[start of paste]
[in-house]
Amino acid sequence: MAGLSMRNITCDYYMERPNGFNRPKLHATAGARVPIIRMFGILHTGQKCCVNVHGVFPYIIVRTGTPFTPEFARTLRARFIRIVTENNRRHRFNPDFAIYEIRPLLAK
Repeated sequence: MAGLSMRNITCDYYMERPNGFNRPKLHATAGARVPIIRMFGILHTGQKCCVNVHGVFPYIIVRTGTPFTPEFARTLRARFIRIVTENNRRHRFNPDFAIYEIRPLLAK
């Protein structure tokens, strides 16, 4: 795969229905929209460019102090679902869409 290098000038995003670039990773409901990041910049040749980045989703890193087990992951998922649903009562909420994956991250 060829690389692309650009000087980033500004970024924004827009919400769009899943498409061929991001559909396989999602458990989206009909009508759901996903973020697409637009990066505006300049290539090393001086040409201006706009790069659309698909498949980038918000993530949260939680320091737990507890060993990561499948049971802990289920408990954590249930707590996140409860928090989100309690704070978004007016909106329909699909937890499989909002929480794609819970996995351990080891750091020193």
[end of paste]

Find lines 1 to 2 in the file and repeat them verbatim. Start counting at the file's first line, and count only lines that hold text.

[in-house]
Amino acid sequence: MAGLSMRNITCDYYMERPNGFNRPKLHATAGARVPIIRMFGILHTGQKCCVNVHGVFPYIIVRTGTPFTPEFARTLRARFIRIVTENNRRHRFNPDFAIYEIRPLLAK